Losing the waiting game

The House Republican leadership is preparing for a series of “field” hearings to find out how Americans really feel about immigration and the alternate reforms that have passed the House and Senate.

The House Republican leadership is preparing for a series of “field” hearings to find out how Americans really feel about immigration and the alternate reforms that have passed the House and Senate.

These are obviously being held to delay the time when House and Senate conferees will have to sit down and get to the politically and substantively difficult job of trying to come up with something that stands at least a chance of winning approval in both bodies and the White House. The delay would seem to reflect a belief that no such animal exists and it would be better simply to punt.

Maybe, but the public focus on immigration may backfire if Congress fails at least to take steps to beef up border security before giving up. The rest of what its advocates like to refer to as “comprehensive” reform may have to wait, but delaying action on the border could prove disastrous for all involved.

Actually, the idea that Congress needs field hearings to find out how the public feels about the issue is absurd on its face. Democrats and Republicans alike who have bothered to visit their districts lately or who read their mail should know just where voters stand. They want some sort of comprehensive reform not including what they view as “amnesty” for those illegals here now and not before they are satisfied that their government is serious about border security.

The simultaneous enactment of border-security measures, some sort of guest-worker program and what its advocates continue to describe as “a path to citizenship” for those already here may make sense to the president and Sens. Edward Kennedy (D-Mass.) and John McCain (R-Ariz.) but it makes no sense at all to the voters. After all, they’ve been down that road before.

This is not to say that there isn’t public appreciation for the need for more than simple measures to “secure” the borders. Indeed, many Americans want more and might ultimately even support some sort of guest-worker program or an increase in legal immigration, but most feel strongly that border security must come first.

In 1986 they were told comprehensive reform had to include enhanced border security, internal enforcement of immigration laws and an amnesty for those already here. Even Ronald Reagan endorsed the amnesty in his 1984 debate with Walter Mondale as part of a package of reforms that the public was promised would solve the problem.

They bought it, the legislation was passed and folks quickly discovered that they had been sold a bill of goods. Interior enforcement ended, the employer sanctions were never taken seriously and the funds needed to secure the border were never forthcoming. The comprehensive reform package boiled down to just one thing: amnesty.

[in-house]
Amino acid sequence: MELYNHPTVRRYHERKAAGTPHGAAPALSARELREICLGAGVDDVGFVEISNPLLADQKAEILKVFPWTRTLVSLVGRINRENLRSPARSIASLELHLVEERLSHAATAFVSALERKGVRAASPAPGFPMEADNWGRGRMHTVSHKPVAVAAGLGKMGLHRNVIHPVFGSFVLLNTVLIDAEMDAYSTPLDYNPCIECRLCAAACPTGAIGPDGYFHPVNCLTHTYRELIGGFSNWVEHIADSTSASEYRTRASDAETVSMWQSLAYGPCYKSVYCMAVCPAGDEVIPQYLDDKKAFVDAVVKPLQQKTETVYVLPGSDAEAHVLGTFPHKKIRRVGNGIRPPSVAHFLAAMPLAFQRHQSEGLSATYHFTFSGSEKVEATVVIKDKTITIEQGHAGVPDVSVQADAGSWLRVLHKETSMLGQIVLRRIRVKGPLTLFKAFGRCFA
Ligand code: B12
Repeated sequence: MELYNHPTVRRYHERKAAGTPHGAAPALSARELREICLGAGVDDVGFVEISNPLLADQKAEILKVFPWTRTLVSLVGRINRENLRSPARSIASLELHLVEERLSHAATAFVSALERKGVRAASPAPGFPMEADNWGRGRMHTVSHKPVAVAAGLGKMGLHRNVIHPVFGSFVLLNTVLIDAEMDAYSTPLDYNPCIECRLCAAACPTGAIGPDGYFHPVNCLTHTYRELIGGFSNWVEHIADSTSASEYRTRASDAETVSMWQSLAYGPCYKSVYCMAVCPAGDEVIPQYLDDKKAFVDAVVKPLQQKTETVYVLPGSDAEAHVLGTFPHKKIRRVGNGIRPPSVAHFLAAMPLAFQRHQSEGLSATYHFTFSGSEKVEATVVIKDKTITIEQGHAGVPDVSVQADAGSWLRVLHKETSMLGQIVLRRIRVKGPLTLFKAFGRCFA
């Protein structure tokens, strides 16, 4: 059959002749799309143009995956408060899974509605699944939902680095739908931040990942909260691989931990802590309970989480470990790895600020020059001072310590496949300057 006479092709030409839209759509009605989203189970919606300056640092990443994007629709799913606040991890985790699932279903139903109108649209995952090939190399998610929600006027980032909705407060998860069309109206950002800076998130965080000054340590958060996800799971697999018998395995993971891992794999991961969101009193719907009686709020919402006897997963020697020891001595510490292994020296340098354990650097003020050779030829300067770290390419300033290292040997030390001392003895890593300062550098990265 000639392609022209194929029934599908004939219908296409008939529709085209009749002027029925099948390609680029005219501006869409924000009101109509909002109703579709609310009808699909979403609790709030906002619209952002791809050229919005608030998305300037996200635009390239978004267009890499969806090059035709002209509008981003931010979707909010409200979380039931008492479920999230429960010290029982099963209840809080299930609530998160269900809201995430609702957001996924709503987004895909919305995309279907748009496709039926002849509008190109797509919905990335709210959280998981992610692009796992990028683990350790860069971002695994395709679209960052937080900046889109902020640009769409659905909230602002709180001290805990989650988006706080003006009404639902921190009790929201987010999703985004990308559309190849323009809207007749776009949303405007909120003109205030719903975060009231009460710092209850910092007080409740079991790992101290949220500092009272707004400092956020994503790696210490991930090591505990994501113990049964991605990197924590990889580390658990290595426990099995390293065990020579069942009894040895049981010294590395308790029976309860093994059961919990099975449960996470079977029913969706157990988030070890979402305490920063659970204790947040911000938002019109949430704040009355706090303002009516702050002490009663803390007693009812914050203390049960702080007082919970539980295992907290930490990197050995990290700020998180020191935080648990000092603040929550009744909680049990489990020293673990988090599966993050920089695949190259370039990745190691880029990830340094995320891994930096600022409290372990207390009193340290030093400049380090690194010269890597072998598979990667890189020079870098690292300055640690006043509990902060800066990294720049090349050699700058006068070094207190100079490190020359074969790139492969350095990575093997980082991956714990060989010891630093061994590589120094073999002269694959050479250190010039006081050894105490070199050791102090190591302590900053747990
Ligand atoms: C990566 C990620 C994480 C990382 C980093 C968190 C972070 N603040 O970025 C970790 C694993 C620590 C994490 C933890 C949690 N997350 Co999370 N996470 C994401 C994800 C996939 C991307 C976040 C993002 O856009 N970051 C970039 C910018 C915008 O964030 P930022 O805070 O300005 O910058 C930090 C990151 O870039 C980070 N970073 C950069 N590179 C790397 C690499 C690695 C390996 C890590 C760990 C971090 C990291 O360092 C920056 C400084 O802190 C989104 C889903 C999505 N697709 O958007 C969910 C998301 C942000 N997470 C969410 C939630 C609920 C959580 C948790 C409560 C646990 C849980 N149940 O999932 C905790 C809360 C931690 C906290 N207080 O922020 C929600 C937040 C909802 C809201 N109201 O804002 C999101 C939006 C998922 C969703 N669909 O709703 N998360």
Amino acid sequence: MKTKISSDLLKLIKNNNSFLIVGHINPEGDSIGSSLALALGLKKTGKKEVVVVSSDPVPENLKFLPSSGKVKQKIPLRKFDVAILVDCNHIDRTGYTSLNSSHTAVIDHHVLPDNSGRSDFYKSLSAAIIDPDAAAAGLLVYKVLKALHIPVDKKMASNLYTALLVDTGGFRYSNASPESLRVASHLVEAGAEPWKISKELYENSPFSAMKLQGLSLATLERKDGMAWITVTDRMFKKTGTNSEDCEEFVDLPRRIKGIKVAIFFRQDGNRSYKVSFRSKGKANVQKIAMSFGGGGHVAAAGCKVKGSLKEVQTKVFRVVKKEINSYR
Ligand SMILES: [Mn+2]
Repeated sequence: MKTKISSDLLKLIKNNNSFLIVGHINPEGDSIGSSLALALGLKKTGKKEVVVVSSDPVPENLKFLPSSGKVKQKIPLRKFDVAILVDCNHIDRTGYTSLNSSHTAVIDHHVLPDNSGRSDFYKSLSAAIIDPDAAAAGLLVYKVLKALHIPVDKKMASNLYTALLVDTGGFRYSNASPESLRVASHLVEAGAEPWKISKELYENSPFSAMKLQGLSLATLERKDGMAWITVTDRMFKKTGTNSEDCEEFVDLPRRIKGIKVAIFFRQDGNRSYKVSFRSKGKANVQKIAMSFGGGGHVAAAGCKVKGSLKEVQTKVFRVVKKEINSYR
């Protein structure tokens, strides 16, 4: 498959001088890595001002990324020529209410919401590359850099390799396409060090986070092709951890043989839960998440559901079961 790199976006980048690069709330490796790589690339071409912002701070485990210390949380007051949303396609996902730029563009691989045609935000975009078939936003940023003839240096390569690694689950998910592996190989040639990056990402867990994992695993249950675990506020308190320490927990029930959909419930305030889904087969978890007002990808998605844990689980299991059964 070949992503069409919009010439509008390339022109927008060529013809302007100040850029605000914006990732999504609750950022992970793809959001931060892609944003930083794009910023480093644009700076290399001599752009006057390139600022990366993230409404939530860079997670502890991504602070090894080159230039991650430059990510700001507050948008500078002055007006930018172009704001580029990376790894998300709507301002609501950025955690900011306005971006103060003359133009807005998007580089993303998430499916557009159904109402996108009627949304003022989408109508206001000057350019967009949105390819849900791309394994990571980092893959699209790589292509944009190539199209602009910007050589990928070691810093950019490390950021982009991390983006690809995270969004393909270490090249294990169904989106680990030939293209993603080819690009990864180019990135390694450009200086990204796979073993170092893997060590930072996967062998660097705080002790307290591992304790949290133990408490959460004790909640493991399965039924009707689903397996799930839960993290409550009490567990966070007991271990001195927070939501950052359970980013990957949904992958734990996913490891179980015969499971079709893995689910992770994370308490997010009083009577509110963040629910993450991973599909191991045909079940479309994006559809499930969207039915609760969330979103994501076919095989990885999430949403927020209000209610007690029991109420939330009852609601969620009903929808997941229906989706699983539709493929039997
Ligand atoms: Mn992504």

Given this history, it is hardly surprising to find now that the public isn’t putting much faith in promises that this time things will be different. It may be possible to enact a package that includes more than beefed up border security, but those who support it better be sure that other aspects of whatever they agree to can go into effect only when the public is convinced that the border is, in fact, being secured.

Actually, rather than holding field hearings, GOP leaders need look only to the role immigration played in the special election to replace former Rep. Duke Cunningham (R-Calif.) earlier this month and the results of the primary today in Utah’s 3rd Congressional District. It has been represented for a decade by Republican Chris Cannon, a leading congressional opponent of restrictions on immigration. Over the years he has supported measure after measure to ease immigration and to make certain that immigrants both legal and illegal have access to as many federal and state benefits as possible.

This year, however, Cannon is in serious trouble. A political novice is challenging him on immigration, and polls last week indicated that Cannon could lose. He’s been forced to moderate and explain many of the positions he took so safely over the years. The president and the GOP leadership have been doing everything they can to save him, and even Mrs. Bush recorded a message that telemarketing firms are directing at district Republicans.

Cannon may survive his primary. He’s a reliable conservative and in touch with his constituents on most issues, but even if he does the scare he’s received should tell the Republican leadership that this year immigration may trump everything else.

Keene, chairman of the American Conservative Union, is a managing associate with Carmen Group, a D.C.-based governmental-affairs firm (www.carmengrouplobbying.com).